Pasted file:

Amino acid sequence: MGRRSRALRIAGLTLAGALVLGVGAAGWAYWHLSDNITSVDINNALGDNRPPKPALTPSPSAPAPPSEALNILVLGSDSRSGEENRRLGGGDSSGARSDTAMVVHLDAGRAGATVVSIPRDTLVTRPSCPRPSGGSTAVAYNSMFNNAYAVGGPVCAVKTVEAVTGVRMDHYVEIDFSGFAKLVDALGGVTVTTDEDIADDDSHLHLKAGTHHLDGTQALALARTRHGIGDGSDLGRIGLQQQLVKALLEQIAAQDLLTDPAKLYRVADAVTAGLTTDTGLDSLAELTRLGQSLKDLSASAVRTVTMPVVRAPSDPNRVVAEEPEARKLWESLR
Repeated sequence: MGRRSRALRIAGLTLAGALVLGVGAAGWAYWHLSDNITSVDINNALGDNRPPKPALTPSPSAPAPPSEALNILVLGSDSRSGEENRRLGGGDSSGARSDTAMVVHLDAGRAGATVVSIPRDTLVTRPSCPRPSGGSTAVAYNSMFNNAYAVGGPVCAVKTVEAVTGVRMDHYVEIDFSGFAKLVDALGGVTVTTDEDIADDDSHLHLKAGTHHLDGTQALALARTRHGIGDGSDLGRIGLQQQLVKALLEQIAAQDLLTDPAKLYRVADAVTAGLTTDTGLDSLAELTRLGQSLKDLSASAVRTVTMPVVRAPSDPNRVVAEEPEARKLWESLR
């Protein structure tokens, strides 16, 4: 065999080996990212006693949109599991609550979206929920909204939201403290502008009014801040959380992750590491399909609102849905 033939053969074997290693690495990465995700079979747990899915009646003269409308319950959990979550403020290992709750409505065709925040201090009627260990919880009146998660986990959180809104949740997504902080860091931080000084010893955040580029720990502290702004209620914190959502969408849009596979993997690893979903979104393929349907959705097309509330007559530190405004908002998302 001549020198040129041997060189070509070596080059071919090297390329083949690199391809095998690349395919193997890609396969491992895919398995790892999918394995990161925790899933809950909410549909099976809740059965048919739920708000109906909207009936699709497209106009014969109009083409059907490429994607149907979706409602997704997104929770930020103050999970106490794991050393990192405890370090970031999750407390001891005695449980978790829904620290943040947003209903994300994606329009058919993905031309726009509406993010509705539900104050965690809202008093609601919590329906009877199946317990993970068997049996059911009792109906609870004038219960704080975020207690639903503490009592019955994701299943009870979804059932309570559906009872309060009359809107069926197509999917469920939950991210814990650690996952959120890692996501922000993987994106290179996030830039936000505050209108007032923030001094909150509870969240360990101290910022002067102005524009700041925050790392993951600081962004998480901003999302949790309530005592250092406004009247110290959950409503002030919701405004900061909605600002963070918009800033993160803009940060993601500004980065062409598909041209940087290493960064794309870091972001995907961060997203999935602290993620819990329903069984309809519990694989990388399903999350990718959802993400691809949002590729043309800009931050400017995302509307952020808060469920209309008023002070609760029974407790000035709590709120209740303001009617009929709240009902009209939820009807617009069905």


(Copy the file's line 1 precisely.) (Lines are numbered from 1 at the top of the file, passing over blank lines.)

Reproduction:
Amino acid sequence: MGRRSRALRIAGLTLAGALVLGVGAAGWAYWHLSDNITSVDINNALGDNRPPKPALTPSPSAPAPPSEALNILVLGSDSRSGEENRRLGGGDSSGARSDTAMVVHLDAGRAGATVVSIPRDTLVTRPSCPRPSGGSTAVAYNSMFNNAYAVGGPVCAVKTVEAVTGVRMDHYVEIDFSGFAKLVDALGGVTVTTDEDIADDDSHLHLKAGTHHLDGTQALALARTRHGIGDGSDLGRIGLQQQLVKALLEQIAAQDLLTDPAKLYRVADAVTAGLTTDTGLDSLAELTRLGQSLKDLSASAVRTVTMPVVRAPSDPNRVVAEEPEARKLWESLR